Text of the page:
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Music and Language Development Activities for Your Child's Brain

Posted on 09-08-2015

The things your child learns in the first six years of life will greatly influence his or her future success. While many parents choose to focus on reading, numbers and spatial reasoning, they often overlook a critical tool in child brain development: music. The incorporation of music serves as a catalyst that promotes development by stimulating areas of the brain responsible for language, auditory processing, and cognitive thinking. Using music to improve your child's brain development isn't complicated, nor does it require musical ability in either parent. These three simple exercises are enjoyable and facilitate learning development with music.

  • Switch Up:
    • Materials: Music player, crayons, paper
    • Activity: Load a selection of unique songs into the music player and tell your child to start coloring. Allow him or her to continue coloring until you stop the music, at which point direct your child to switch to his or her other hand.
    • Goal: This activity aids in the development of the frontal lobe, which controls cognitive thinking and motor skills. The cues of the music, and the switching of your child's hands, will strengthen muscle control of the non-dominant hand.
  • Music Drawing:
    • Materials: Music player, crayons, paper
    • Activity: Choose a playlist of fast and slow songs. Instruct your child to color to the tempo of the music. Alternate the speed of the songs, switching paper when a new song starts.
    • Goal: The temporal lobe is responsible for expressive language and auditory processing. During this game, your child learns to recognize differences in sound, a key factor in learning more advanced language skills.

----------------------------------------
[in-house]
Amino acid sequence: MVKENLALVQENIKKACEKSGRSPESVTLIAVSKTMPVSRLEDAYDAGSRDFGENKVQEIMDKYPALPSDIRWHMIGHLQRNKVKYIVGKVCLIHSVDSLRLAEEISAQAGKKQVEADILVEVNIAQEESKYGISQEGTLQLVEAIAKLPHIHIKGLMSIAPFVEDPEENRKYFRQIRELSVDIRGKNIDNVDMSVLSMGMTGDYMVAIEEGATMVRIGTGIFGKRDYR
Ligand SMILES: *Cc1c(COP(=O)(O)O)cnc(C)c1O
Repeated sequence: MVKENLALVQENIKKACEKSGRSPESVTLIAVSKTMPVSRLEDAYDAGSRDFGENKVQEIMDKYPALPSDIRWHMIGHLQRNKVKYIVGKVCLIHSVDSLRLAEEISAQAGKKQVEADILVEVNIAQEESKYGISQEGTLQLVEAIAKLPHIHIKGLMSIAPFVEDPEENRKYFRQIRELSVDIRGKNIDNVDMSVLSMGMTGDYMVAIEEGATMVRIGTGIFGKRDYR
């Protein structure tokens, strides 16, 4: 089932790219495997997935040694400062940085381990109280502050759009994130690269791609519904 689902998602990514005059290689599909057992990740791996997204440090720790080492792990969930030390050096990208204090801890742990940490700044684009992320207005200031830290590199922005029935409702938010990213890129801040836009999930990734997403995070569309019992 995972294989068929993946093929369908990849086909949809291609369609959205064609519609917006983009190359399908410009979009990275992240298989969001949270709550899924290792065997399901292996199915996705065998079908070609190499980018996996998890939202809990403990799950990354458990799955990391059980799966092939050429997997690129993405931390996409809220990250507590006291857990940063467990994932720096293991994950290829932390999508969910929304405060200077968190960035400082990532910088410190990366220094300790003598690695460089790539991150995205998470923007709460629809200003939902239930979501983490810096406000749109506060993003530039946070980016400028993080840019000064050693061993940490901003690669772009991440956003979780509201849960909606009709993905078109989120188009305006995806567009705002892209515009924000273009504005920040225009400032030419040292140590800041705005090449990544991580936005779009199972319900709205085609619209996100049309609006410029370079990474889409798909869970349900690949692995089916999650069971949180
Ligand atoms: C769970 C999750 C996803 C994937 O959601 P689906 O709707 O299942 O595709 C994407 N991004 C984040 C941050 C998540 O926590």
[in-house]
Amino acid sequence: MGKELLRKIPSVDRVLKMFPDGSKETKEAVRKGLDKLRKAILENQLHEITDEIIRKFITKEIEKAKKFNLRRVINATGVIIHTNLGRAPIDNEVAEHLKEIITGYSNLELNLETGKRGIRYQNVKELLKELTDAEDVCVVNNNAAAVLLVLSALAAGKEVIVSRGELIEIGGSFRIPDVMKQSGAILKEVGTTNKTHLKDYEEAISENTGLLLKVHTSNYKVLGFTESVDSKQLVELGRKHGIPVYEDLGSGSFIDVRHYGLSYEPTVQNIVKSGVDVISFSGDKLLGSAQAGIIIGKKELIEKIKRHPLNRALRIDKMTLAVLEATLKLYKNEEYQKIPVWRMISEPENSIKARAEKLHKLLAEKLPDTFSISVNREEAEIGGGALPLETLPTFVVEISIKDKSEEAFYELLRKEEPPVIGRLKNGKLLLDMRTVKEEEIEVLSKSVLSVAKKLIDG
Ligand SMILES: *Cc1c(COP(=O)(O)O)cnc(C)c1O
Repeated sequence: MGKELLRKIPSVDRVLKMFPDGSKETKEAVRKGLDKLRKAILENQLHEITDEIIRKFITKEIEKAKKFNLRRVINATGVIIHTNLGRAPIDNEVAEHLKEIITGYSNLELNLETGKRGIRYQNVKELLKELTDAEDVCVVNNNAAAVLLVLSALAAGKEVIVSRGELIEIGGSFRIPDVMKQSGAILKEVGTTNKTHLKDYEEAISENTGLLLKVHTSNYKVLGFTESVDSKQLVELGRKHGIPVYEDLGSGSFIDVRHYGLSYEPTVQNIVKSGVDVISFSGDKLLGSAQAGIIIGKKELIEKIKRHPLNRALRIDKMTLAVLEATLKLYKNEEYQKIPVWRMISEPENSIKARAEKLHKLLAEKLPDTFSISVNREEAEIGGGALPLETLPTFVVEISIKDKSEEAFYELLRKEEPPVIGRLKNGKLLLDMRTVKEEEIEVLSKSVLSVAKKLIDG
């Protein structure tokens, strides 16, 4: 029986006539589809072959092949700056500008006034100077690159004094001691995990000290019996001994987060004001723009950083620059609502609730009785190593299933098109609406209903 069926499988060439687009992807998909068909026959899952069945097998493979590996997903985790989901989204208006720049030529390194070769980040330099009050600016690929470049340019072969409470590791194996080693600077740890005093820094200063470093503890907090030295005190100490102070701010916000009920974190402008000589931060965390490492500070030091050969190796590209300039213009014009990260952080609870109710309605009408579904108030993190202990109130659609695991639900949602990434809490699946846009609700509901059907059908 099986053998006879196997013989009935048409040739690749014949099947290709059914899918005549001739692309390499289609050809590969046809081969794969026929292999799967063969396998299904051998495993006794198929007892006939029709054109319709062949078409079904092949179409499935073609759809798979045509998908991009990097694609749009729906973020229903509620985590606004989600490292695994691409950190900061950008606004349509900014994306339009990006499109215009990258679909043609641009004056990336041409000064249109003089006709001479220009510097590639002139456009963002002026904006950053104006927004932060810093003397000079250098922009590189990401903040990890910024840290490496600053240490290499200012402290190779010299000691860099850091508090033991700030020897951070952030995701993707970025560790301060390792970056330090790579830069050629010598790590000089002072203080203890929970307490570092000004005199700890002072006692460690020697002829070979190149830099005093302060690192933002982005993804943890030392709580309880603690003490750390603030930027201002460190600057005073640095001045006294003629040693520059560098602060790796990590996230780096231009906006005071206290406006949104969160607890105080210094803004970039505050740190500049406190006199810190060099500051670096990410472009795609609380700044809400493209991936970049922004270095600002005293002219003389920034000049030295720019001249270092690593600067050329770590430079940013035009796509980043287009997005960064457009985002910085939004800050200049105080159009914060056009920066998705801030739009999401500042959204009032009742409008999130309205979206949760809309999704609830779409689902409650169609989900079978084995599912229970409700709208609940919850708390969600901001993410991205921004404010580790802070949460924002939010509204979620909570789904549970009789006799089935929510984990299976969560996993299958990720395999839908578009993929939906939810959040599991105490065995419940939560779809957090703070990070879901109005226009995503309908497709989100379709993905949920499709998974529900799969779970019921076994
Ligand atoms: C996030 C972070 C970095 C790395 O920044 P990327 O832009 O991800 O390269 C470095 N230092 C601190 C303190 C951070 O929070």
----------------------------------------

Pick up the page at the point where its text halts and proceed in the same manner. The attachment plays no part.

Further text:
• Body Movement:
    • Materials: Music player, open space
    • Activity: Play some music and dance with your child. While dancing, encourage your child to mimic your movements. The movements should be across the body, forcing your child to cross the mid-line of his or her torso. For instance, tug your left ear with your right hand, or touch your right toe with your left finger. (Think about when you were a child and played Twister™ with your friends.)
    • Goal: Senses, spatial awareness and coordination are formed in the parietal lobe. Through this exercise your child will learn to coordinate his or her body parts and to process visual clues.

In your child, brain development is occurring rapidly, and the skills learned early on will form an educational foundation which will be used for the rest of his or her life. Want more exercises to stimulate your child's learning and growth? Download our free guide for more parent-child games you can play, to promote healthy brain development.

Download Brainwaves Activity Book

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